We vigorously support the idea that responsible adults should be allowed to obtain a permit to carry a concealed handgun in Oregon.
But we're equally vehement in believing that the existence of these permits should be a matter of public record.
We're disappointed, then, that the Legislature recently passed a law (House Bill 4045) which, in effect, thumbs its nose at the notion that Oregonians should be able to keep track of what their elected officials are up to.
The officials in this case are Oregon's 36 county sheriffs. They're responsible for deciding who gets a concealed handgun permit.
The sheriffs' professional organization has for years argued that the names of permit-holders should be exempt from Oregon's public records law. But we've yet to hear a compelling case made as to why the information, if available to the public, would threaten permit-holders' or their families' safety.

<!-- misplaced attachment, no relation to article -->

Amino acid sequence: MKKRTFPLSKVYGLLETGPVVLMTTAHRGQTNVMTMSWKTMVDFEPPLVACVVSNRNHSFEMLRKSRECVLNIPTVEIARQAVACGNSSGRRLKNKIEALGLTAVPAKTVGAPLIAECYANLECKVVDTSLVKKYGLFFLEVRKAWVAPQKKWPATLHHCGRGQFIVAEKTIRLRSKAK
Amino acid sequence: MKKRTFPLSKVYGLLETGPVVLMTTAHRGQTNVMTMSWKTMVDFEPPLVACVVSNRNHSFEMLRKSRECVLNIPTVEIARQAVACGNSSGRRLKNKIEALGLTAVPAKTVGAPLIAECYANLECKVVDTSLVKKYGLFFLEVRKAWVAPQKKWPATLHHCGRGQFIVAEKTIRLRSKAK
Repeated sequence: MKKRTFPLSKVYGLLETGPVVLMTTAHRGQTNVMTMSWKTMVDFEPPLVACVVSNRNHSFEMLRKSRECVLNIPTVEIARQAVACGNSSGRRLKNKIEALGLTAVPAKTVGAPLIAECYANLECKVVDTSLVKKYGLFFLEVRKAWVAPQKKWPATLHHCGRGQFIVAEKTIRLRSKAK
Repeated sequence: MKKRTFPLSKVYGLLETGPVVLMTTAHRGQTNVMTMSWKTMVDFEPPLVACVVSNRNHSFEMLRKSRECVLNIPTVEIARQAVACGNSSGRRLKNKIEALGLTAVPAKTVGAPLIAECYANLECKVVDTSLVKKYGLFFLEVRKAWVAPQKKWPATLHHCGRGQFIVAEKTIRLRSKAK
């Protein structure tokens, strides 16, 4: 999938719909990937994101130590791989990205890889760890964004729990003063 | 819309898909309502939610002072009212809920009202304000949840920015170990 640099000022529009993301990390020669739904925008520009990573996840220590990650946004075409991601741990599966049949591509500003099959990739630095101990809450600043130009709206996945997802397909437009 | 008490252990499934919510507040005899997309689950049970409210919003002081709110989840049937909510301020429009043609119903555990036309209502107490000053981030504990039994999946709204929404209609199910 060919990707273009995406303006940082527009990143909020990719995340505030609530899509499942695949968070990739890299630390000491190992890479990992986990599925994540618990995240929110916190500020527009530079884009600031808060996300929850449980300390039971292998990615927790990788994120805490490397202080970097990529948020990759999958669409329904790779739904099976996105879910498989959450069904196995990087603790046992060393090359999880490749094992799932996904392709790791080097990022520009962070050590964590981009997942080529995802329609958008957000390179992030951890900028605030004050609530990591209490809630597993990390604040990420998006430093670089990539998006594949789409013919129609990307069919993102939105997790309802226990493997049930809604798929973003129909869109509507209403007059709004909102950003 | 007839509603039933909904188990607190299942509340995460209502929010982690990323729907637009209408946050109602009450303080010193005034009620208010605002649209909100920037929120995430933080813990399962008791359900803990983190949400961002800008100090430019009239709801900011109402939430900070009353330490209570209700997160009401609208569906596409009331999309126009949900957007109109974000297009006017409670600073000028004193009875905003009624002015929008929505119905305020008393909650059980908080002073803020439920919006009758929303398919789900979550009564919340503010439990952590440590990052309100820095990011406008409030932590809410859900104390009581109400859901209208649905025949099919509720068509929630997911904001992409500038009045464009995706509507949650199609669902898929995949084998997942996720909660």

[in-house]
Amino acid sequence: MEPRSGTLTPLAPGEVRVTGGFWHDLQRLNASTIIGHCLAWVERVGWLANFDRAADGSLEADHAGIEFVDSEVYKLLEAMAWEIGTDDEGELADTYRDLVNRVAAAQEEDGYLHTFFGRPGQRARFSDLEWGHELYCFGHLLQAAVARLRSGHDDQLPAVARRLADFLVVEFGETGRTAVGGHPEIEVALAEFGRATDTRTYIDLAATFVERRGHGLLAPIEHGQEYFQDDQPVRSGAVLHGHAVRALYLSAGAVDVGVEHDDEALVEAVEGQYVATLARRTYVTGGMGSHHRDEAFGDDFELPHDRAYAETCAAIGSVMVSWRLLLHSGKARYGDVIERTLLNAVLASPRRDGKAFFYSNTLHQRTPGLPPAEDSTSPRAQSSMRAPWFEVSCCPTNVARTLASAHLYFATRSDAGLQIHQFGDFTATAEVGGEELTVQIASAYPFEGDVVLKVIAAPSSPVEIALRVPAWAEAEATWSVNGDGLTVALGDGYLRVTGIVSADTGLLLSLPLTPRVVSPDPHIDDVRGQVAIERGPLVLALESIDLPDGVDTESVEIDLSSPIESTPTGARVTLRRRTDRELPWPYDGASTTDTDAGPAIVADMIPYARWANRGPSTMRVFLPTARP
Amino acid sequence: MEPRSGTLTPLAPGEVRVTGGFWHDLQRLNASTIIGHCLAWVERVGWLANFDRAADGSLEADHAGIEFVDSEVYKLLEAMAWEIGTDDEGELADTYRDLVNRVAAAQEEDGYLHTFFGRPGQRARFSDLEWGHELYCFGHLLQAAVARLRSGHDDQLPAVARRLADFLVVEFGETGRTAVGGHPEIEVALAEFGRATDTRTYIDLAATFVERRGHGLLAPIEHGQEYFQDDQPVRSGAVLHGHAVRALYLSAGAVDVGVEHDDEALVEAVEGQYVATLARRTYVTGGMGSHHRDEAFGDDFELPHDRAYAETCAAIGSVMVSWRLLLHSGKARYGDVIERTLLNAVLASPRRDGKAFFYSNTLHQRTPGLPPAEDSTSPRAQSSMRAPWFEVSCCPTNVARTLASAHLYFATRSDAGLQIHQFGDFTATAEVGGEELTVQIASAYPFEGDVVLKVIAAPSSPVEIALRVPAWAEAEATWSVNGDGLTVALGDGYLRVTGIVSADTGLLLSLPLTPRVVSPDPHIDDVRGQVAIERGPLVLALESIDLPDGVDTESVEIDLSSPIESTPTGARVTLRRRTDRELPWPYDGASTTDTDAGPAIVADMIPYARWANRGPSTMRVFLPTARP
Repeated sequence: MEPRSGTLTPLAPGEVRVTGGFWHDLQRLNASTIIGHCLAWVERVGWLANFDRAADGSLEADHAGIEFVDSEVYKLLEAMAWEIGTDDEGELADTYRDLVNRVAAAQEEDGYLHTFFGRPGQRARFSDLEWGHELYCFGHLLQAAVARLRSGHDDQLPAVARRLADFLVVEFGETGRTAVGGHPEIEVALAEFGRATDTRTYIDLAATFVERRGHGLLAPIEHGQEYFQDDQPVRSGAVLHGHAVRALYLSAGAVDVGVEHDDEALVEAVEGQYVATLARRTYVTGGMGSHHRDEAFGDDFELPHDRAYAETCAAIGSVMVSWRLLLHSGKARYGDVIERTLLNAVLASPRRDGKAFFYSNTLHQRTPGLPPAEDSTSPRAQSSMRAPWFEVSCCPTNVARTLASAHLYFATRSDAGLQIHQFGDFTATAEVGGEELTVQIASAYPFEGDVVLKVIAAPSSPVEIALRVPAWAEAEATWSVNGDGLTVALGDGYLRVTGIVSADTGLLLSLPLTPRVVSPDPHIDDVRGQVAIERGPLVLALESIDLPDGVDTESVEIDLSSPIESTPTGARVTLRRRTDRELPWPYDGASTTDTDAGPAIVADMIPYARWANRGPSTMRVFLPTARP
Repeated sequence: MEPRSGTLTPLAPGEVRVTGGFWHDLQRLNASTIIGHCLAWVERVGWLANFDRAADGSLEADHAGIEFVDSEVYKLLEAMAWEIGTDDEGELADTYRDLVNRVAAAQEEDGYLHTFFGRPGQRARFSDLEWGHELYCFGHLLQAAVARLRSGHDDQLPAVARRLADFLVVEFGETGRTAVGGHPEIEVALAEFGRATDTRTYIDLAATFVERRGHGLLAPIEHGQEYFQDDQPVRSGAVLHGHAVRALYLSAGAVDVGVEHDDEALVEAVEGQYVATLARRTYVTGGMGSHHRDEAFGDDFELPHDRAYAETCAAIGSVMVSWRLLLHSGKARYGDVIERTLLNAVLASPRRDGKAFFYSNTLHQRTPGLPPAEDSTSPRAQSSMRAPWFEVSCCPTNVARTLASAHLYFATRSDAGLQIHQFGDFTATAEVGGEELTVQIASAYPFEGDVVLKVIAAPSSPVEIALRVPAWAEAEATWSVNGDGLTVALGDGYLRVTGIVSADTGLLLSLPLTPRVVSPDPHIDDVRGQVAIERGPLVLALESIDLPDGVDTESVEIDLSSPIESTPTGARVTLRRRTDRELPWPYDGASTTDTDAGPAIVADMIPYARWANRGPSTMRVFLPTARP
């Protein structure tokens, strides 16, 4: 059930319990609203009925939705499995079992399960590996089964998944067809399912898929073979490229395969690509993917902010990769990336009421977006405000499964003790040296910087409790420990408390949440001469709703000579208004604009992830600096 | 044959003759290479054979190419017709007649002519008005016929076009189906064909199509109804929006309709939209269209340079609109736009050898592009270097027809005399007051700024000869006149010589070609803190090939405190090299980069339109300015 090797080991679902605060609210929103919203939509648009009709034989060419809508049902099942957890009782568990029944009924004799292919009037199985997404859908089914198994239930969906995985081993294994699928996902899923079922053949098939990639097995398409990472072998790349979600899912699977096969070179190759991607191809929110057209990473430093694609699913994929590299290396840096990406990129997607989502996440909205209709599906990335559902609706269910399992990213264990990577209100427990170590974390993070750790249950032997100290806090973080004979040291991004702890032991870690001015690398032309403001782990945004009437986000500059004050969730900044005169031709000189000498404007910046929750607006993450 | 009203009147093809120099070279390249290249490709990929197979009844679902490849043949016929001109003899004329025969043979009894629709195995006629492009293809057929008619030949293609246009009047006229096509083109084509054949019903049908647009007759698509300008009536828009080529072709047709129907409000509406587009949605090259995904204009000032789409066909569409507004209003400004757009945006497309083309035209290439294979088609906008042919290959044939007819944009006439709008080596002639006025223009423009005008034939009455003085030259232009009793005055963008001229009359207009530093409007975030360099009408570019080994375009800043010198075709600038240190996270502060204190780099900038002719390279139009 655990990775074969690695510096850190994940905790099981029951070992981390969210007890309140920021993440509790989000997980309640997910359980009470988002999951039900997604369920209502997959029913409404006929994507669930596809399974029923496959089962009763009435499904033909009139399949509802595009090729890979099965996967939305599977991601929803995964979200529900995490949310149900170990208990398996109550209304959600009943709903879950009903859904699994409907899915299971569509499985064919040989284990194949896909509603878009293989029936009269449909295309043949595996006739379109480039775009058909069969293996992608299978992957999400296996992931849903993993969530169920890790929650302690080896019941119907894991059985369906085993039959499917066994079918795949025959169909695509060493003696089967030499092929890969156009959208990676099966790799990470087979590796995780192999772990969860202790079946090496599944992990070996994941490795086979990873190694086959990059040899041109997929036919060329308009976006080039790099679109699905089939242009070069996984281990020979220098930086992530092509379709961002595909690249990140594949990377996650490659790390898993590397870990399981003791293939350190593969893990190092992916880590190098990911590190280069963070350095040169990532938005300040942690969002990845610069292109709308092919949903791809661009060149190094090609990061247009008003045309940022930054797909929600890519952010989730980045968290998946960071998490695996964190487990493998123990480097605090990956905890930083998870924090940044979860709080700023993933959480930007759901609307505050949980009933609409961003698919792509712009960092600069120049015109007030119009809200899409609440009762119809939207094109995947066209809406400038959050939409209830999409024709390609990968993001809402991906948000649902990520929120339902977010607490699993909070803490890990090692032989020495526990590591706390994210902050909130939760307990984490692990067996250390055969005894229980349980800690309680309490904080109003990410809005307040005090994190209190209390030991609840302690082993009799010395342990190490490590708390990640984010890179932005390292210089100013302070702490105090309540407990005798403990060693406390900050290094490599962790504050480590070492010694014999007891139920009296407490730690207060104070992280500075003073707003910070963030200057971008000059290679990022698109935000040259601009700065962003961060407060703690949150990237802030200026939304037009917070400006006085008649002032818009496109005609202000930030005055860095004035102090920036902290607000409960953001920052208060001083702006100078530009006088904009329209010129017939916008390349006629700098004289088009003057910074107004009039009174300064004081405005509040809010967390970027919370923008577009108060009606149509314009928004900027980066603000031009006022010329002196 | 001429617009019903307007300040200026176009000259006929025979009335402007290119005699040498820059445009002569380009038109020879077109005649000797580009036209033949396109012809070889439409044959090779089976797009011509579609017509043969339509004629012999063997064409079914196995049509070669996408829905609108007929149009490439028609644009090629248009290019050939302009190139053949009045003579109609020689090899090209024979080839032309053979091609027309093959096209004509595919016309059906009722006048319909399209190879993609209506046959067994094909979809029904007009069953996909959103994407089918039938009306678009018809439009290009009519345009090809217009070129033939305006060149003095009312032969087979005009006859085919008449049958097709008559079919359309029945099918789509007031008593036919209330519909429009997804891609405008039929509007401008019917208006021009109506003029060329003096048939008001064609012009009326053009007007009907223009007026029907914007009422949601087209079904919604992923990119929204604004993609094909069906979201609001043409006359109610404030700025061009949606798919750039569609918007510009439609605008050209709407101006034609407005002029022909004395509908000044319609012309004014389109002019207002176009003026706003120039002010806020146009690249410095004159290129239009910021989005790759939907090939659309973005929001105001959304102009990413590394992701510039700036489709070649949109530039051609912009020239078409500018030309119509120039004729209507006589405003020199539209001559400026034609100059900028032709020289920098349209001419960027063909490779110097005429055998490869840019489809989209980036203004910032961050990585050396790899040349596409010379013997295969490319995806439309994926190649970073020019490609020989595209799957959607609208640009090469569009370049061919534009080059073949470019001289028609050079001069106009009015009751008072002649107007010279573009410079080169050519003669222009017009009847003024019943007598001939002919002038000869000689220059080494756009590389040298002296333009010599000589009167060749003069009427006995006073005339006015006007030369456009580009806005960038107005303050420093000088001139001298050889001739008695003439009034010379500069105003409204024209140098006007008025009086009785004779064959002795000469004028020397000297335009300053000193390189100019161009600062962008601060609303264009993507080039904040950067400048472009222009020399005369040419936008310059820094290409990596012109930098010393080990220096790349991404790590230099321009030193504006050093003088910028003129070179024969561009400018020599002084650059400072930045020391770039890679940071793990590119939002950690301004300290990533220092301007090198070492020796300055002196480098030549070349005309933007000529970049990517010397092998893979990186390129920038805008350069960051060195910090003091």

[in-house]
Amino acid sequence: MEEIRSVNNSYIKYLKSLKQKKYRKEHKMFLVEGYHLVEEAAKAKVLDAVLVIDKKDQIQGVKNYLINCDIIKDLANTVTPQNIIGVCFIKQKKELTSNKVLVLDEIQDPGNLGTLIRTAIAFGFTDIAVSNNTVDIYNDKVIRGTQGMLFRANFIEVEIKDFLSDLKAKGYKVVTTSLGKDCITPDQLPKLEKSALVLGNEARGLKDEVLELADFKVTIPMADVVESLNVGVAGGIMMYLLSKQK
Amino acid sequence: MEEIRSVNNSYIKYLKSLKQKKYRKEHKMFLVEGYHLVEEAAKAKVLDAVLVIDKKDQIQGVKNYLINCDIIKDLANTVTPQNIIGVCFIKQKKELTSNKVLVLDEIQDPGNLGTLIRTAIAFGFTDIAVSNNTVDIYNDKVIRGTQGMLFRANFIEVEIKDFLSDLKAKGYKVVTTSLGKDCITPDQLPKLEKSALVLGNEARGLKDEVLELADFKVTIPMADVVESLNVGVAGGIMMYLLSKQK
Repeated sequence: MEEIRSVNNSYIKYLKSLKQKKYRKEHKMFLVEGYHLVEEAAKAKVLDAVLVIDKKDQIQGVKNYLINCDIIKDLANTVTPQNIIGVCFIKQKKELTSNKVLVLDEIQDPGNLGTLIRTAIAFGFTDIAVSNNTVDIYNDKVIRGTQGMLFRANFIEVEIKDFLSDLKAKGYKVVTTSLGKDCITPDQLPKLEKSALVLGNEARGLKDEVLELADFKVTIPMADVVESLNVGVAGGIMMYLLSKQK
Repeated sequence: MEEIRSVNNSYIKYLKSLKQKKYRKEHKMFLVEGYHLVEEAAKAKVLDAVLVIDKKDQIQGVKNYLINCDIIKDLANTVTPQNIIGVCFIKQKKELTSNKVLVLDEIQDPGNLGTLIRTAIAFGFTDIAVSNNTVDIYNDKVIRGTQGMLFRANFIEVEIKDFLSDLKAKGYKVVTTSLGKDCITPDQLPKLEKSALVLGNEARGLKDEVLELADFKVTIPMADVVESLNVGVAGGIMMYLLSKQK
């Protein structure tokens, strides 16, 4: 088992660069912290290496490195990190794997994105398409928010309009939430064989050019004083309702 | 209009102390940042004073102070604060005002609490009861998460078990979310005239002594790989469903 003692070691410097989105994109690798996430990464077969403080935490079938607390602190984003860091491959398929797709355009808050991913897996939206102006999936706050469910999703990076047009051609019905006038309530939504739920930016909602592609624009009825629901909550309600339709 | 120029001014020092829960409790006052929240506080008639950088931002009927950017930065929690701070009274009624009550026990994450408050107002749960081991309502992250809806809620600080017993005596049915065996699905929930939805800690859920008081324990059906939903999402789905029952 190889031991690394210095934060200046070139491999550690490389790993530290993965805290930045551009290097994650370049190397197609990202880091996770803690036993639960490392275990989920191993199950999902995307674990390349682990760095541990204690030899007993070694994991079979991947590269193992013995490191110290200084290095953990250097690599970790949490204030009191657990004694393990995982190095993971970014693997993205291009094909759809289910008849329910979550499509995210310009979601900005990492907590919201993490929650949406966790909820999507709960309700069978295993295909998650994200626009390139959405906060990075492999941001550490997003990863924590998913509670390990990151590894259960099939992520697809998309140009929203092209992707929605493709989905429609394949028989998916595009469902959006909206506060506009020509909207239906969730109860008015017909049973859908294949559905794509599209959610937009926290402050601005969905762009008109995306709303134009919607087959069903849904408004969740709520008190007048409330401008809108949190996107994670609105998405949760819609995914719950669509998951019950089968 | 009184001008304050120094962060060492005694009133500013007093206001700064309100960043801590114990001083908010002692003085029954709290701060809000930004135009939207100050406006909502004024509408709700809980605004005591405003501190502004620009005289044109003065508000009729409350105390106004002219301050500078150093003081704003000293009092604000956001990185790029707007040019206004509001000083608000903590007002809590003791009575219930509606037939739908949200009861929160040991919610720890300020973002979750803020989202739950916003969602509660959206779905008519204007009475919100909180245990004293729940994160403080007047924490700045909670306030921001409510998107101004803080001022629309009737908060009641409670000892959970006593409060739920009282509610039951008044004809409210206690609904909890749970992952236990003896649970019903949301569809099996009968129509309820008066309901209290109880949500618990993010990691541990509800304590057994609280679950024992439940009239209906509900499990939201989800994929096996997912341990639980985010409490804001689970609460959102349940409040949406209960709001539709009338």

Conversely, the only study on this issue found that an estimated 1,200 convicted criminals, who aren't supposed to be eligible for a permit in Oregon, got one anyway.
The law the Legislature passed would make it much more difficult, if not impossible, for the public to find out about such blunders.
Lawmakers tried to address that concern by including exceptions that could allow certain people, including reporters, to gain access to permit data.
That's not good enough. It's supposed to be a "public" records law, not a "news media" records law.
We urge Gov. John Kitzhaber to veto HB 4045.